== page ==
- Matt likes his mushroom risotto on the thicker side but keep adding a bit more stock for a lighter, looser dish.
- The dish could easily be made vegan by eliminating the butter and cheese. To replace the salty pop that Parmesan gives, try finishing the dish with frizzled capers (capers cooked in a little hot oil until they crisp up).
- Vialone Nano, Baldo, Calriso, and Maratelli are other types of risotto rice. The terms “Superfino,” “Semifino,” and “Fino” you might see on packages refer to the width of the grains, not quality.
- 5-7 cups low sodium chicken or vegetable broth
- 2 cups Carnaroli or Arborio rice
- 3 tbsp olive oil, divided
- 1 large yellow onion, diced (about 1 cup)
- 3 large garlic cloves, minced, divided
- 1 pound fresh crimini mushrooms, sliced (or mixed shiitake, oyster, portobello)
- 2 tbsp fresh thyme, chopped (rosemary would work too though use only 1 tablespoon)
- 2 tbsp fresh italian parsley, chopped
- 2 tbsp unsalted butter
- Coarse kosher salt and freshly cracked black pepper
- 1 ounce dried porcini mushrooms (or mixed dried wild mushrooms)
- ½ cup dry white wine
- ½ cup fresh Parmesan cheese, grated
- 1-3 tbsp unsalted butter to finish (we didn’t find this necessary)
- For the crispy sage
- 1 tbsp olive oil
- 10 -12 large sage leaves
- For the Sausage (if using)
- 6 Italian sausages, hot or sweet
- Make the crispy sage: Heat the oil in a small skillet or saucepan (if making sausages as well, make sure they’ll fit in the pan) on medium-high until shimmering. Add the sage and tilt the pan, as needed, to make sure the sage is sizzling in the hot oil. Cook until the leaves darken and turn crisp, about 30 - 60 seconds. Remove to a paper towel lined plate. If you’re making the sausages, add them to the pan and cook until brown and fully cooked. Set aside and cover with foil to keep warm.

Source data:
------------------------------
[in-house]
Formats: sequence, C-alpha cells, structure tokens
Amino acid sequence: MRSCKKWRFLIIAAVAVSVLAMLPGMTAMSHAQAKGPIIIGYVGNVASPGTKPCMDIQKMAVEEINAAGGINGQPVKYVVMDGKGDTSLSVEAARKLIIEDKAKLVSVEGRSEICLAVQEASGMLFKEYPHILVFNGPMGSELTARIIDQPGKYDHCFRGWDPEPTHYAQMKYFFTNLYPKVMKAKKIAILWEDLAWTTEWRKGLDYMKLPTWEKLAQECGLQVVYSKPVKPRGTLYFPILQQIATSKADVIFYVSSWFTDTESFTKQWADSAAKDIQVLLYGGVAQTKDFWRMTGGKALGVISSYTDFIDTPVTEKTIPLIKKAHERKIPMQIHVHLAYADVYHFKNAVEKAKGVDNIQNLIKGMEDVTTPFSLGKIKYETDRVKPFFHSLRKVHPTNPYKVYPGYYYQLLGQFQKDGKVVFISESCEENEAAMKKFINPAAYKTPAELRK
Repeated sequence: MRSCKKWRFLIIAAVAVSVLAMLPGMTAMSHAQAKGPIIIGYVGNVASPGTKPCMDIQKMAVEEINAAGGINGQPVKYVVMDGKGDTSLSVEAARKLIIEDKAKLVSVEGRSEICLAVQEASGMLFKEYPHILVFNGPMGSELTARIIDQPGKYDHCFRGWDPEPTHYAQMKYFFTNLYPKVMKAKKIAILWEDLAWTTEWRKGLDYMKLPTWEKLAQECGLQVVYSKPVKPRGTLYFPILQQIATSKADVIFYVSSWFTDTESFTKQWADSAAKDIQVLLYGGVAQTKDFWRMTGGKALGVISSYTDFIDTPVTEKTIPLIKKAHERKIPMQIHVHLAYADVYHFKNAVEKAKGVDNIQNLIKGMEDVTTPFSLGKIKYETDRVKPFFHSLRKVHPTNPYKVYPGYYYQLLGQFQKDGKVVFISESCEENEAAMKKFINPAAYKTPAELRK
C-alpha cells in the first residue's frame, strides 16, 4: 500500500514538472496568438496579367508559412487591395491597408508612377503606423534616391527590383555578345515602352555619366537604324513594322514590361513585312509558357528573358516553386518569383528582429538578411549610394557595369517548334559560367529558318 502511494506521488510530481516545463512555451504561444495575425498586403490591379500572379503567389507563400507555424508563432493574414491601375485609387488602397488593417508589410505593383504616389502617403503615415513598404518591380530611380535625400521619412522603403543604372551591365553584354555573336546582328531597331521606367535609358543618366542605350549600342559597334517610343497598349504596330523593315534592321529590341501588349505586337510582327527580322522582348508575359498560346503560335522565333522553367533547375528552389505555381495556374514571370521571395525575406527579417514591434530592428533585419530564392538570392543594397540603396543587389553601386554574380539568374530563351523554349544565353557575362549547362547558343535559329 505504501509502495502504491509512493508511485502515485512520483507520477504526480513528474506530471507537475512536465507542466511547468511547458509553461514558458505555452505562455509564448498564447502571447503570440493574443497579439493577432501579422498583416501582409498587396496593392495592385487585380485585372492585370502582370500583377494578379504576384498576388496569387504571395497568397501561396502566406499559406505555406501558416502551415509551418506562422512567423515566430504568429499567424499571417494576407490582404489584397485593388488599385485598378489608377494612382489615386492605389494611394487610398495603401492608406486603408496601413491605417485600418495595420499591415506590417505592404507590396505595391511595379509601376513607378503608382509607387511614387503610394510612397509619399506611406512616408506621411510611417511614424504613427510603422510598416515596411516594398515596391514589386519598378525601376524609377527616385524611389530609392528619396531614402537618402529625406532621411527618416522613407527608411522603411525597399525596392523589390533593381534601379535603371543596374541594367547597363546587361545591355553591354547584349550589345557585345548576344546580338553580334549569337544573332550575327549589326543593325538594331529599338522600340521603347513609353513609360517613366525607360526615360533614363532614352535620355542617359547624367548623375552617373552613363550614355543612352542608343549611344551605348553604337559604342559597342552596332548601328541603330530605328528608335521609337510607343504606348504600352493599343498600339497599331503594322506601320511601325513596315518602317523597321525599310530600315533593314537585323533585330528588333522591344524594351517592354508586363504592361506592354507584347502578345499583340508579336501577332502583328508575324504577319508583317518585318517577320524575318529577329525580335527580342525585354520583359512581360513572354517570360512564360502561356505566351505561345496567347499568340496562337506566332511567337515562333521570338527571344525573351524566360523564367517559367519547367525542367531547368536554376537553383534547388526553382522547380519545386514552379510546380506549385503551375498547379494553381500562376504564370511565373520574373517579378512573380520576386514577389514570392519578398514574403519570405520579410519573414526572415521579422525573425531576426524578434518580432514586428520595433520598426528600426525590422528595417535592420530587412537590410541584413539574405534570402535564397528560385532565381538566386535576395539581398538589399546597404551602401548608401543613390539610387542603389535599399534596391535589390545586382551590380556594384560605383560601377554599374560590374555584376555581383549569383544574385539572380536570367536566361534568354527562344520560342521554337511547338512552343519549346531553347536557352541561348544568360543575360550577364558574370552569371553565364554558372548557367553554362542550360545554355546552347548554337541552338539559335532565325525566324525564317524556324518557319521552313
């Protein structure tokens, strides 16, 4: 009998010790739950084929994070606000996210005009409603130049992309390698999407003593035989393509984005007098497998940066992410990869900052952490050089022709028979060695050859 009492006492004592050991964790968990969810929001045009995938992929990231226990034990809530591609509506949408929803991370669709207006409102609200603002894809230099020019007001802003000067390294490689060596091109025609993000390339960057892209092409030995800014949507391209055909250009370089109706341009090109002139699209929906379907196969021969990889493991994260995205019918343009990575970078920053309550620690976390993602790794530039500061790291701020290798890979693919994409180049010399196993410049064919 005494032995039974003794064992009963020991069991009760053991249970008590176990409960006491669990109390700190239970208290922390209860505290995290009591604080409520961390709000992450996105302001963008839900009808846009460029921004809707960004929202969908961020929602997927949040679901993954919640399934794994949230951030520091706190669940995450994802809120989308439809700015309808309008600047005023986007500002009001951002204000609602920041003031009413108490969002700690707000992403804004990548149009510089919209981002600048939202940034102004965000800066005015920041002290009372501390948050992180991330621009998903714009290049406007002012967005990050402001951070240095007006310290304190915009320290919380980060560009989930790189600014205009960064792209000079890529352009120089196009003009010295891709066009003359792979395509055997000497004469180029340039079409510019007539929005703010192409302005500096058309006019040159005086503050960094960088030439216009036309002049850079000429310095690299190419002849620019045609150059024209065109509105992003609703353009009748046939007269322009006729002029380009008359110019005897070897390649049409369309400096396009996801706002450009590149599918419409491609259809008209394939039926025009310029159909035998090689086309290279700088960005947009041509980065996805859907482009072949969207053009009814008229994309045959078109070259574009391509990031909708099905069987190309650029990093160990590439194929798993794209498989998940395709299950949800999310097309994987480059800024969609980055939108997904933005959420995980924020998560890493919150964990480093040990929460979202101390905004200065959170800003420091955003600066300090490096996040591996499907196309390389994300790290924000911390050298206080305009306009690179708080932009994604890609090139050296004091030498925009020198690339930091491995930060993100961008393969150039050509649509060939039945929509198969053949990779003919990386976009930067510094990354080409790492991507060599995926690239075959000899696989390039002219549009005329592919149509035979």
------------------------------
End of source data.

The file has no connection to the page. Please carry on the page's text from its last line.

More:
- Make the risotto: In a medium saucepan, heat the chicken broth and keep warm over low heat. Place the dried mushrooms in a small heatproof bowl or mixing jug and pour over 1 cup of the hot stock. Set aside for 10 minutes then take out the mushrooms and give them a rough chop if the pieces are large. Reserve the mushroom soaking broth.
- Preheat a high-sided pan or Dutch oven over medium heat. Add 1 tablespoon of oil and all the butter. When the butter is foaming, add the fresh mushrooms and spread out into a single layer as best as possible. Let the mushrooms cook without stirring until they turn deep golden brown on one side (4-5 minutes). Give them a stir, add the herbs and season with salt and pepper. Cook until other side browns (3-4 minutes). Add 2 cloves of the garlic and the reconstituted dried mushrooms. Sauté for another minute then remove mushroom mix to a bowl and set aside.
- Return the pan to the heat and add the remaining 2 tablespoons of oil. Saute the onion and the remaining garlic clove until onion turns translucent (4-5 minutes). Add the rice and stir until it is well-coated, cook it for 2 minutes. Pour in wine and stir until it’s nearly all evaporated.
- Stir in a ladle full of hot broth along with the reserved mushroom soaking liquid (note: leave out the last bit of mushroom broth, and don't swirl it as you pour, as there may be grit on the bottom which you do not want to add). Stir until the rice has absorbed the liquid. Add the broth one ladle at a time, allowing the rice to absorb each addition of broth before adding more. The risotto should be tender but still with a little bit of bite (al dente) as well as creamy (you may not need to add all the stock). It will thicken as it sits so make it a little looser than you want it to ultimately be (if you want it creamier, this is when you stir in the extra butter). Stir in the mushrooms and Parmesan cheese and top with the crispy sage and sausage (if using).